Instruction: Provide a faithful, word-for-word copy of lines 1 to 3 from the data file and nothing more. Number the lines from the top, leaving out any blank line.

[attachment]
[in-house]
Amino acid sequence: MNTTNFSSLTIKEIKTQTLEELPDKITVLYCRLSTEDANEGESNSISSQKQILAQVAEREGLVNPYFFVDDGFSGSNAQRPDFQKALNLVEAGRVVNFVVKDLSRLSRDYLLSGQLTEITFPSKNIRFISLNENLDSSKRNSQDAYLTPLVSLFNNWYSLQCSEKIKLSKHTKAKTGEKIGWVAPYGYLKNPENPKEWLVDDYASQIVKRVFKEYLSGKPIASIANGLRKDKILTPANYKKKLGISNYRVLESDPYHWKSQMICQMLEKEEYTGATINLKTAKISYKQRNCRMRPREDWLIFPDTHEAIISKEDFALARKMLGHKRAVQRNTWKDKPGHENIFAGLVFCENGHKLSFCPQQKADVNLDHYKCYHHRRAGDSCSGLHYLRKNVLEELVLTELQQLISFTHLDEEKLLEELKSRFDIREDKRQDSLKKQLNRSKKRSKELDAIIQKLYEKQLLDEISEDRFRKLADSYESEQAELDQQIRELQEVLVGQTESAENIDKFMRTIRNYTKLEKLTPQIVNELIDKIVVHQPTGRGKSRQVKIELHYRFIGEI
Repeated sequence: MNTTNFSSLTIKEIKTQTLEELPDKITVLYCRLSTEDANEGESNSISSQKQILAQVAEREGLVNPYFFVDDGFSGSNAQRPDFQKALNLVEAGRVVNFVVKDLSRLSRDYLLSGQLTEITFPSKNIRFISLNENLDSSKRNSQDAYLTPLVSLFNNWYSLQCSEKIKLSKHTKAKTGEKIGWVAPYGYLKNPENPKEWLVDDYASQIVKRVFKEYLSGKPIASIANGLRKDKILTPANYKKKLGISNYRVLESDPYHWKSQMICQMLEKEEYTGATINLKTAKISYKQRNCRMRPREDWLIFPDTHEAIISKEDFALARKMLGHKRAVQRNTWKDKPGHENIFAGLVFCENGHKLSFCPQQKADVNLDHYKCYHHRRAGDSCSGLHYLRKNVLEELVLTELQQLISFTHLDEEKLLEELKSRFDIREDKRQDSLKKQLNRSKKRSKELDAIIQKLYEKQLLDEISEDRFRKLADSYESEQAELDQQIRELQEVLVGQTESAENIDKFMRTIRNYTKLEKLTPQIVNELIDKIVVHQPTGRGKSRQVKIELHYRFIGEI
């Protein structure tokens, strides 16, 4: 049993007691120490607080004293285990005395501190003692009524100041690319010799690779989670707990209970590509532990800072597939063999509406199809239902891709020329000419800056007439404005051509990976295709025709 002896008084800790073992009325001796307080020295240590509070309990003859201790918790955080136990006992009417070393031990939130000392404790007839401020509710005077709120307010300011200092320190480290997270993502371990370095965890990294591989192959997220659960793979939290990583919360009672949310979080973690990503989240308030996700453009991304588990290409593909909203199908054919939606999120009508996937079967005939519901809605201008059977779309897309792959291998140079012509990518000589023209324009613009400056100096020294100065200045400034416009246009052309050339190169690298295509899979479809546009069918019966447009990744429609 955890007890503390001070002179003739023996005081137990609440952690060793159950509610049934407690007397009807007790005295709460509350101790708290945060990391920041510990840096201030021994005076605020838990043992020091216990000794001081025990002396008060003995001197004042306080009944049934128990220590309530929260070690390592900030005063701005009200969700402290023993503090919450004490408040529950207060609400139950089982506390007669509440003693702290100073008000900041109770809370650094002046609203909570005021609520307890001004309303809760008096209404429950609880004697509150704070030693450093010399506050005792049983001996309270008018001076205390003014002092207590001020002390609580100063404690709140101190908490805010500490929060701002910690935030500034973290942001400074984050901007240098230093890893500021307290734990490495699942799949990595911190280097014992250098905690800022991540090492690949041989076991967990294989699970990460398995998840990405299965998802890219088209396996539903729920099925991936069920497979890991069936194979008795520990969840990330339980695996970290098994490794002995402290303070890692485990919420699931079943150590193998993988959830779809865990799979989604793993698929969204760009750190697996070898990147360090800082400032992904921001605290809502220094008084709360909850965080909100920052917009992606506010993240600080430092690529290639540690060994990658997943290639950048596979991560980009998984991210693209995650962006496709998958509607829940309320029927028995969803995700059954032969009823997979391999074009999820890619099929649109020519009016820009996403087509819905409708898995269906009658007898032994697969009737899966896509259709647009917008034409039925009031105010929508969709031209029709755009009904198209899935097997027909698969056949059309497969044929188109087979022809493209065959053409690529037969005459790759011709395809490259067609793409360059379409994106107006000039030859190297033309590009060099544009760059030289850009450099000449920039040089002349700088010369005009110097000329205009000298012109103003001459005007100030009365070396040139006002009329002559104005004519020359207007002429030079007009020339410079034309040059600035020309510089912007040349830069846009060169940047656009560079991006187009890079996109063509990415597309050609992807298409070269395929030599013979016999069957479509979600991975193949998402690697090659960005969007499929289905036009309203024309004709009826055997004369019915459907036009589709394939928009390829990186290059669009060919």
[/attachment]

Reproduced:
[in-house]
Amino acid sequence: MNTTNFSSLTIKEIKTQTLEELPDKITVLYCRLSTEDANEGESNSISSQKQILAQVAEREGLVNPYFFVDDGFSGSNAQRPDFQKALNLVEAGRVVNFVVKDLSRLSRDYLLSGQLTEITFPSKNIRFISLNENLDSSKRNSQDAYLTPLVSLFNNWYSLQCSEKIKLSKHTKAKTGEKIGWVAPYGYLKNPENPKEWLVDDYASQIVKRVFKEYLSGKPIASIANGLRKDKILTPANYKKKLGISNYRVLESDPYHWKSQMICQMLEKEEYTGATINLKTAKISYKQRNCRMRPREDWLIFPDTHEAIISKEDFALARKMLGHKRAVQRNTWKDKPGHENIFAGLVFCENGHKLSFCPQQKADVNLDHYKCYHHRRAGDSCSGLHYLRKNVLEELVLTELQQLISFTHLDEEKLLEELKSRFDIREDKRQDSLKKQLNRSKKRSKELDAIIQKLYEKQLLDEISEDRFRKLADSYESEQAELDQQIRELQEVLVGQTESAENIDKFMRTIRNYTKLEKLTPQIVNELIDKIVVHQPTGRGKSRQVKIELHYRFIGEI
Repeated sequence: MNTTNFSSLTIKEIKTQTLEELPDKITVLYCRLSTEDANEGESNSISSQKQILAQVAEREGLVNPYFFVDDGFSGSNAQRPDFQKALNLVEAGRVVNFVVKDLSRLSRDYLLSGQLTEITFPSKNIRFISLNENLDSSKRNSQDAYLTPLVSLFNNWYSLQCSEKIKLSKHTKAKTGEKIGWVAPYGYLKNPENPKEWLVDDYASQIVKRVFKEYLSGKPIASIANGLRKDKILTPANYKKKLGISNYRVLESDPYHWKSQMICQMLEKEEYTGATINLKTAKISYKQRNCRMRPREDWLIFPDTHEAIISKEDFALARKMLGHKRAVQRNTWKDKPGHENIFAGLVFCENGHKLSFCPQQKADVNLDHYKCYHHRRAGDSCSGLHYLRKNVLEELVLTELQQLISFTHLDEEKLLEELKSRFDIREDKRQDSLKKQLNRSKKRSKELDAIIQKLYEKQLLDEISEDRFRKLADSYESEQAELDQQIRELQEVLVGQTESAENIDKFMRTIRNYTKLEKLTPQIVNELIDKIVVHQPTGRGKSRQVKIELHYRFIGEI